Carolina Journal’s Dan Way reports on the latest potential use of tax dollars to lobby for more tax dollars. It comes from the North Carolina School Boards Association, which has created a new advocacy group called the North Carolina School Boards Action Center.
“What we face today is a battle for survival, both of public education as we know it and of the model of the locally elected board governance of public school system operations,” the memo said.
“Our ability to endure in the face of these extraordinary challenges requires that we recognize and accept the changed environment in which we operate and embrace new ideas and concepts in how we advocate,” the memo said.
“We’re facing challenges not only from the General Assembly but things that are coming from [the state Department of Public Instruction],” Morgan said in an interview.
“There’s a lot going on right now, a lot of different narratives, and the board felt that it was important for us to be in position, not only for the  short session but to gear up for the  long session a year out, to make sure our voices are heard and to be able to communicate with the general public, with parents, with teachers, with educators to make sure they’re aware of our issues and concerns that we’re working on,” Morgan said.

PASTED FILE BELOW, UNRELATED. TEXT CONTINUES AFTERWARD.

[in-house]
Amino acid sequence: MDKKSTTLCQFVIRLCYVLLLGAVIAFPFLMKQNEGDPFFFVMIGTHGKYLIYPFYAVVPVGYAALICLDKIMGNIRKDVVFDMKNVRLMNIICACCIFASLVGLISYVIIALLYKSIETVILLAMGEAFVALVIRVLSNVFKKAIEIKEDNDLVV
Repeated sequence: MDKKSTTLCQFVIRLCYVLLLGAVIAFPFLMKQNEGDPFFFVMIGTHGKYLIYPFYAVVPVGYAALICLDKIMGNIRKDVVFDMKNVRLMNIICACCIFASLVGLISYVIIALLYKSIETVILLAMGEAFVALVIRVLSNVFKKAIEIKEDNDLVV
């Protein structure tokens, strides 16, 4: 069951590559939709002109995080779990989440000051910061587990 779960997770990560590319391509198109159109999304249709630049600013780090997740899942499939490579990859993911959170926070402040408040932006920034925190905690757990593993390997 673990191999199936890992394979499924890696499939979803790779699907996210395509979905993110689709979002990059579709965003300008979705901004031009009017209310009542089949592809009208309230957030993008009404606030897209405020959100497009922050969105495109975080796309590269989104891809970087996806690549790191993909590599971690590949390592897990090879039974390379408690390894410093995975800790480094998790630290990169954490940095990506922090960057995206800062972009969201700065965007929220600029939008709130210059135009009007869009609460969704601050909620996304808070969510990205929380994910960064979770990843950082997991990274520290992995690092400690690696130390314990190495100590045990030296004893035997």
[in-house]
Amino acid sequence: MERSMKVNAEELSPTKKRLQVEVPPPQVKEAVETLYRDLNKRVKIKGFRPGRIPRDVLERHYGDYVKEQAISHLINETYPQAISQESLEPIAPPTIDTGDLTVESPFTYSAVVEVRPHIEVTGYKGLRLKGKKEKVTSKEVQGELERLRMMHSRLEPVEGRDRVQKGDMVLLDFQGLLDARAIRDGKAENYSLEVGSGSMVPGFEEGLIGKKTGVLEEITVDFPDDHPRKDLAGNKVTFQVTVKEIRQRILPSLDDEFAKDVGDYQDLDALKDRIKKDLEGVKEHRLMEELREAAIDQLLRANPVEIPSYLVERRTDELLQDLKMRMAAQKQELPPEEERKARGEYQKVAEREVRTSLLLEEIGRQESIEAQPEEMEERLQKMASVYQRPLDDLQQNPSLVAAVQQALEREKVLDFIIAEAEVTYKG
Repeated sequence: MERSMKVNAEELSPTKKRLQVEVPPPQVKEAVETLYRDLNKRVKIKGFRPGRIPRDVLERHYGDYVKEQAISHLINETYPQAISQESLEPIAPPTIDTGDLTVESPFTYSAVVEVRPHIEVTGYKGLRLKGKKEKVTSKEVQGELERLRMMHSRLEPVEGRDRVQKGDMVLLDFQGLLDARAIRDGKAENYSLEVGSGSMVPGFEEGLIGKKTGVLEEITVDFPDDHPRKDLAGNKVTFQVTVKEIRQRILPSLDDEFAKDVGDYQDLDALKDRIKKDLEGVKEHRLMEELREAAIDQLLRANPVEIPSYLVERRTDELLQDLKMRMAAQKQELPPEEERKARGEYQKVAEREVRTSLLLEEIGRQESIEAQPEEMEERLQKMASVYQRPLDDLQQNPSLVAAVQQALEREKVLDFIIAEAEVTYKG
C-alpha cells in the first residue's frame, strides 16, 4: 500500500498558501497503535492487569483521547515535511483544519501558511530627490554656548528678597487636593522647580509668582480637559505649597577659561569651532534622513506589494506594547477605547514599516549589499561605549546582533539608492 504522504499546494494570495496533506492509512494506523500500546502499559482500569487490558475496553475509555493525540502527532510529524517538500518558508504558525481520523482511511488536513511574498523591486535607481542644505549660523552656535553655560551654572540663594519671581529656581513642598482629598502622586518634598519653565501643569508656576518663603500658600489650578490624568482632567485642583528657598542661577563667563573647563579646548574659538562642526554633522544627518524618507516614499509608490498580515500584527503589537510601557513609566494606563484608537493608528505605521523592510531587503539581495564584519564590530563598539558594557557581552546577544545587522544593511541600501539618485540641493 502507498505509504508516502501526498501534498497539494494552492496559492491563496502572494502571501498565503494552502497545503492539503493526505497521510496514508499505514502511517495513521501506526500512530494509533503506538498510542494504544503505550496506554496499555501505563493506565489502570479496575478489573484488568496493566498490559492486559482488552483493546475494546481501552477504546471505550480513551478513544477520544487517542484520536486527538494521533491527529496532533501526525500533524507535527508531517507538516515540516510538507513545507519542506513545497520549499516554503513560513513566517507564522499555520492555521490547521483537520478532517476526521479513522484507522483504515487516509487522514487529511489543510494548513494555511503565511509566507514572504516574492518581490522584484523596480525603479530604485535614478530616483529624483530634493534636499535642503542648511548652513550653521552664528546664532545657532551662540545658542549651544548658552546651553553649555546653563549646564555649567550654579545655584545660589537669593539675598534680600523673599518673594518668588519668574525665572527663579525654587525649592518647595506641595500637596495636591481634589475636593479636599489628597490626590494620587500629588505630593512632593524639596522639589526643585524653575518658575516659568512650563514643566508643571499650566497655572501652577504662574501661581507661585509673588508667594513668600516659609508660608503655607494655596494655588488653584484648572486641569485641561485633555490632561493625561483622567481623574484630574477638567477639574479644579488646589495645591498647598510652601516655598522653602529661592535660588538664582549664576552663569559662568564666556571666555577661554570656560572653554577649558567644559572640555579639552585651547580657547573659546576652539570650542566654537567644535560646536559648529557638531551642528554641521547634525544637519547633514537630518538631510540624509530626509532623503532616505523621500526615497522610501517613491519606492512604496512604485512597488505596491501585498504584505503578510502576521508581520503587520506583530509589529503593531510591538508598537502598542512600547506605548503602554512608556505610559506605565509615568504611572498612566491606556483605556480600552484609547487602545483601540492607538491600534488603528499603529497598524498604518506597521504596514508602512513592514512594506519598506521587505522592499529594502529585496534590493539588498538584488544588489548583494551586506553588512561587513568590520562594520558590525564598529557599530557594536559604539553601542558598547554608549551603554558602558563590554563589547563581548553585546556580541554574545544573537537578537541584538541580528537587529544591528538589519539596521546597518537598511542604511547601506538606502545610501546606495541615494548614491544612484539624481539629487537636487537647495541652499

“I am not surprised that the NCSBA plans to escalate their advocacy efforts. The current Republican leadership in the state legislature is not as compliant as their Democratic predecessors were. And compliance was good for business,” said Terry Stoops, director of research and education studies at the John Locke Foundation.
“North Carolinians should demand that their local school board refuses to fund the N.C. School Boards Action Center. Tax dollars have no business being used to further the political agenda of any organization, let alone one that operates far from the mainstream,” Stoops said.
There’s nothing wrong with advocacy on behalf of a point of view or group of people as long as it is done within the law. However, funding advocacy with tax dollars is wrong. First, tax dollars should be used to fund core services. And second, those tax dollars have, in many cases, been paid by people who do not agree with the viewpoints of the advocacy group. If the school boards group wants to advocate, then it should raise private funds to do so and leave tax dollars to their appropriate use.